# Estimation of the degree of direct shading

For further calculations, it is assumed that the surroundings of the point of reference are given by the approximated polygonal shape shown in Figure 2.21. A horizontal ray originating at the position of the sun is used for testing whether the position of the sun is inside or outside the polygon describing the shading objects (Figure 2.22). The number of times the ray crosses the polygon boundary lines is determined. All boundary lines to the left from the position of the sun must be considered. If the number of intersections is even, the position of the sun is outside the polygon. If the number of intersections is odd, the position of the sun is inside the polygon and direct sunlight is blocked.

However, not all objects between the sun and the observer block the direct irradiance completely; in this case, the transmittance must be considered. As an example, a part of the direct irradiance may pass through trees. The transmittance t describes the fraction that passes through trees. The transmittance of deciduous trees has been investigated (see Sattler and Sharples, 1987):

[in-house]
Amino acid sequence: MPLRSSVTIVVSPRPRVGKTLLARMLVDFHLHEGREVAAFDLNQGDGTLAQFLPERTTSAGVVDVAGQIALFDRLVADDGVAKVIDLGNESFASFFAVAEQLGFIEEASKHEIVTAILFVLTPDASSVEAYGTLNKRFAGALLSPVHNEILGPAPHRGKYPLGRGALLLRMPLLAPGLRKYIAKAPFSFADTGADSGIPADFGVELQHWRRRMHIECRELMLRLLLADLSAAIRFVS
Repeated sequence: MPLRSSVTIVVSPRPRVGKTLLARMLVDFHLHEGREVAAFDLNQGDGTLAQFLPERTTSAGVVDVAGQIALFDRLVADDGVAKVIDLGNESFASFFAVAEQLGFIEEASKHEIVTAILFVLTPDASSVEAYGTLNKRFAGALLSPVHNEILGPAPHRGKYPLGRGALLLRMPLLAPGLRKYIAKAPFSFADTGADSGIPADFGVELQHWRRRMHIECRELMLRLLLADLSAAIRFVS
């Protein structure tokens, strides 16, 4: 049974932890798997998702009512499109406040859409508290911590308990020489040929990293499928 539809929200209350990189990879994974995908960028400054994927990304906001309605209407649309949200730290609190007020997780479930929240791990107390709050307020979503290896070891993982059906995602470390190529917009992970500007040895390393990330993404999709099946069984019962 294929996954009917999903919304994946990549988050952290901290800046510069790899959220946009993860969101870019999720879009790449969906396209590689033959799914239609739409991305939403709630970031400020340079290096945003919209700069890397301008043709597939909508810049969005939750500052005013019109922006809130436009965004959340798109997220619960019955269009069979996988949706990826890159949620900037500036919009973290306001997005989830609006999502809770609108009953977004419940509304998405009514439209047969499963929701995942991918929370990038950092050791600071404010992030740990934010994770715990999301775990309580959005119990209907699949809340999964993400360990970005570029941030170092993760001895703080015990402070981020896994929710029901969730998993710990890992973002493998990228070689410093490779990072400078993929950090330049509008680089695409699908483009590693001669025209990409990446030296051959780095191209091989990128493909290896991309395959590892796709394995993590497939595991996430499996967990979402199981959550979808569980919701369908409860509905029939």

90 80

oa 50

90 80

oa 50

 21 June J 21 April - Time (GMT + 1h) 21 March „ 0 ají 21 Feb rySâ J > / Ts 'S™ ST \V 16 \i 17 A y cf 7 i vrv \ 6 /---1-'- \ r?^17 \ is \,ig\l0

Solar azim uth angle in degrees

Solar azim uth angle in degrees

Figure 2.21 Solar Position Diagram of Berlin with an Approximation of the

### Surroundings

For further calculations, the degree of direct shading Sdir is introduced. The degree of shading describes the portion of the direct irradiance that is reduced by shading:

if (yS,aS) is outside the object polygon if (yS,aS) is inside an opaque object polygon t if (yS,aS) is inside a semi-transparent object polygon Figure 2.22 Shading Test for Two Different Positions of the Sun A and B (Position A has 5 Intersections, Position B has 4)